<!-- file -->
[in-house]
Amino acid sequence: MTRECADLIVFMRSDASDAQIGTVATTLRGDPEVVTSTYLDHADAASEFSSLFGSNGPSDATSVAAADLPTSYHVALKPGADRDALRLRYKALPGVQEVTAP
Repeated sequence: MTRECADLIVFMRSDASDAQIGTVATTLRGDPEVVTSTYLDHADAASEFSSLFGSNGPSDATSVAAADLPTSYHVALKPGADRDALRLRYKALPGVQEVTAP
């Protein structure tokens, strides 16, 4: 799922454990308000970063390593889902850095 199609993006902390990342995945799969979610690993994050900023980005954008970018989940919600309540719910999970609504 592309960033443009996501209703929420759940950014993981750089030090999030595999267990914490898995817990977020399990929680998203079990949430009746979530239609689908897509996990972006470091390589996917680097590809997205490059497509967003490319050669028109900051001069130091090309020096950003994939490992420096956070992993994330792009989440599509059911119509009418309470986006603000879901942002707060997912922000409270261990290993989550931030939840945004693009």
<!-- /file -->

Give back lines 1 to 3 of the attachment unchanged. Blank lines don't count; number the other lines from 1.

[in-house]
Amino acid sequence: MTRECADLIVFMRSDASDAQIGTVATTLRGDPEVVTSTYLDHADAASEFSSLFGSNGPSDATSVAAADLPTSYHVALKPGADRDALRLRYKALPGVQEVTAP
Repeated sequence: MTRECADLIVFMRSDASDAQIGTVATTLRGDPEVVTSTYLDHADAASEFSSLFGSNGPSDATSVAAADLPTSYHVALKPGADRDALRLRYKALPGVQEVTAP